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Group representation

In abstract algebra, a representation of a finite group G is a group homomorphism from G to the general linear group GL(n,C) of invertible complex n-by-n matrices. The study of such representations is called representation theory.

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Consider the complex number u = exp(2πi/3) which has the property u3 = 1. The cyclic group C3 = {1, u, u2} has a representation ρ given by:

\begin{bmatrix} 1 & 0 \\ 0 & 1 \\ \end{bmatrix} \qquad \begin{bmatrix} 1 & 0 \\ 0 & u \\ \end{bmatrix} \qquad \begin{bmatrix} 1 & 0 \\ 0 & u^2 \\ \end{bmatrix} </math>

(the three matrices are ρ(1), ρ(u) and ρ(u2) respectively).

This representation is said to be faithful, because ρ is a one-to-one map.

Equivalence of representations

Two representations ρ1 and ρ2 are said to be equivalent if the matrices only differ by a change of basis, i.e. if there exists A in GL(n,C) such that for all x in G: ρ1(x) = Aρ2(x)A-1. For example, the representation of C3 given by the matrices:

\begin{bmatrix} 1 & 0 \\ 0 & 1 \\ \end{bmatrix} \qquad \begin{bmatrix} u & 0 \\ 0 & 1 \\ \end{bmatrix} \qquad \begin{bmatrix} u^2 & 0 \\ 0 & 1 \\ \end{bmatrix} </math>

is an equivalent representation to the one shown above.

Group actions

Every square n-by-n matrix describes a linear map from an n-dimensional vector space V to itself (once a basis for V has been chosen). Therefore, every representation ρ: G -> GLn defines a group action on V given by g.v = (ρ(g))(v) (for g in G, v in V). One may in fact define a representation of a group as an action of that group on some vector space, thereby avoiding the need to choose a basis and the restriction to finite-dimensional vector spaces.


If V has a non-trivial proper subspace W such that GW is contained in W, then the representation is said to be reducible. A reducible representation can be expressed as a direct sum of subrepresentations (Maschke's theorem[?]).

If V has no such subspaces, it is said to be an irreducible representation.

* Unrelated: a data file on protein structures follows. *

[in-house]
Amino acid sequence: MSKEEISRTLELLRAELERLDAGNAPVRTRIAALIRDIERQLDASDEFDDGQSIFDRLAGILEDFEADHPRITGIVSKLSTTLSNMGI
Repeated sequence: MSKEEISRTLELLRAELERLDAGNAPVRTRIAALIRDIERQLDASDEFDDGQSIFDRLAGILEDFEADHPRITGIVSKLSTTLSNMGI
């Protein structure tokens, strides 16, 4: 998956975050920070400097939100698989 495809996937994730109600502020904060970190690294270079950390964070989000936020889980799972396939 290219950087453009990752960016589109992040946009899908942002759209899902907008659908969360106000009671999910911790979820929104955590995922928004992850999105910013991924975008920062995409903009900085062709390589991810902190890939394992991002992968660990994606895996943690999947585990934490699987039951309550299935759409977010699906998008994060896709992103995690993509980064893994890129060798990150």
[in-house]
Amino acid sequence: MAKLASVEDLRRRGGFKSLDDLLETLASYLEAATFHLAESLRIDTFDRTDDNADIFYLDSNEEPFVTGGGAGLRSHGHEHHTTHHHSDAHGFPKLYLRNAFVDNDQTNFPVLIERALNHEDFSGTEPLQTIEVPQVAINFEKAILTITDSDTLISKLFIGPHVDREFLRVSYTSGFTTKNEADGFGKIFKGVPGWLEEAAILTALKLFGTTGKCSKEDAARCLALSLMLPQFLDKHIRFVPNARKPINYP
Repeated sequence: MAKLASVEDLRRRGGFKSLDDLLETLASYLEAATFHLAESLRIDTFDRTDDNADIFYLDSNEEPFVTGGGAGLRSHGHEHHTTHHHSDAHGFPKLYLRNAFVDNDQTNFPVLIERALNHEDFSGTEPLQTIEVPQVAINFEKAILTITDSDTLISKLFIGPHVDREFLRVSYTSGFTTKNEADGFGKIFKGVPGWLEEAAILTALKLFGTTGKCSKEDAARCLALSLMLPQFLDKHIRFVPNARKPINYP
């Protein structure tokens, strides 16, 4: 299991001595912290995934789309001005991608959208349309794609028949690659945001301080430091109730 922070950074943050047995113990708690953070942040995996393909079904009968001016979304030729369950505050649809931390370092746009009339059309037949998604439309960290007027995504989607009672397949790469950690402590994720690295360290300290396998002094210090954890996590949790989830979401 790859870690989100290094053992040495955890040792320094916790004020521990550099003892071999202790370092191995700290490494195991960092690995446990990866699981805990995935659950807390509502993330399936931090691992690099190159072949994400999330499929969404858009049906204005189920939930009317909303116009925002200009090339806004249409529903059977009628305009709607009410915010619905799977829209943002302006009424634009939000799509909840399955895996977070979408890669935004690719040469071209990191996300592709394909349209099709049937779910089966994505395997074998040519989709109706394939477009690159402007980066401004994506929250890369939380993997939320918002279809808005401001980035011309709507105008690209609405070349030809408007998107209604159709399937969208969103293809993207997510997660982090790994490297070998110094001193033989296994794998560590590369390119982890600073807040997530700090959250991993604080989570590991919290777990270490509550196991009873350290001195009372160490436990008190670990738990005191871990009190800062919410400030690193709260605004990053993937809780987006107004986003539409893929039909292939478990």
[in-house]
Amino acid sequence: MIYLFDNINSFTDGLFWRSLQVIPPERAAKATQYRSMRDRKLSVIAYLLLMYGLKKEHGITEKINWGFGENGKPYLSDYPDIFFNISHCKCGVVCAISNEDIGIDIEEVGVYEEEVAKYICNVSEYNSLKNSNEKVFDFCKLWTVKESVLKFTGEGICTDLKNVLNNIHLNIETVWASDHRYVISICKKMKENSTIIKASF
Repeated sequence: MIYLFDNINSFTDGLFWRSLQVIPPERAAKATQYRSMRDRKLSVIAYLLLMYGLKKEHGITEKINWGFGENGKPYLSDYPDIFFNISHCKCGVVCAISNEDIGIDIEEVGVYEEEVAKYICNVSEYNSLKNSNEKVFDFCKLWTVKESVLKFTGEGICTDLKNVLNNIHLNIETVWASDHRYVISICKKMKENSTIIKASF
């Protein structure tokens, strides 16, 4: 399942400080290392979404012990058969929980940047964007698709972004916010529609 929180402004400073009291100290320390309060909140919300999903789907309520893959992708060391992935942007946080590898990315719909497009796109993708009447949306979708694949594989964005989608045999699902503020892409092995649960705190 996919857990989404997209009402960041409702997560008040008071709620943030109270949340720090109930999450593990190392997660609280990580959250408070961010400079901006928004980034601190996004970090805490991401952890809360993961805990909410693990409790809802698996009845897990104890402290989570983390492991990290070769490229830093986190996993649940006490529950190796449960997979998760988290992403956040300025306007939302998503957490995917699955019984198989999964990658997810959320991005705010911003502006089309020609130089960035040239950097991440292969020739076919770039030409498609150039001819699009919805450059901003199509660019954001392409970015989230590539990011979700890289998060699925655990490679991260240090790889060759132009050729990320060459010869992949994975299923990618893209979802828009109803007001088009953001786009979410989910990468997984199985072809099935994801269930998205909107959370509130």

In the example above, the representation given is reducible into two 1-dimensional subrepresentations (given by span{(1,0)} and span{(0,1)}).

Character theory

The character of a representation ρ : G -> GLn is the function χ : G -> C which sends g in G to the trace (the sum of the diagonal elements) of the matrix ρ(g). For example, the character of the representation given above is given by: χ(1) = 2, χ(u) = 1 + u, χ(u2) = 1 + u2.

If g and h are members of G in the same conjugacy class, then χ(g) = χ(h) for any character; the values of a character therefore have to be specified only for the different conjugacy classes of G. Moreover, equivalent representations have the same characters. If a representation is the direct sum of subrepresentations, then the corresponding character is the sum of the subrepresentations' characters.

The characters of all the irreducible representations of a finite group form a character table, with conjugacy classes of elements as the columns, and characters as the rows. Here is the character table of C3:

      (1)  (u)  (u2)
   1   1    1    1
   χ1  1    u    u2
   χ2  1    u2   u

The character table is always square, and the rows and columns are orthogonal with respect to the standard inner product on Cm, which allows one to compute character tables more easily. The first row of the character table always consists of 1s, and corresponds to the trivial representation (the 1-dimensional representation consisting of 1-by-1 matrices containing the entry 1).

Certain properties of the group G can be deduced from its character table:

  • The order of G is given by the sum of (χ(1))2 over the characters in the table.
  • G is abelian if and only if χ(1) = 1 for all characters in the table.
  • G has a non-trivial normal subgroup (i.e. G is not a simple group) if and only if χ(1) = χ(g) for some non-trivial character χ in the table and some non-identity element g in G.

The character table does not in general determine the group up to isomorphism: for example, the quaternion group Q and the dihedral group of 8 elements (D8) have the same character table.

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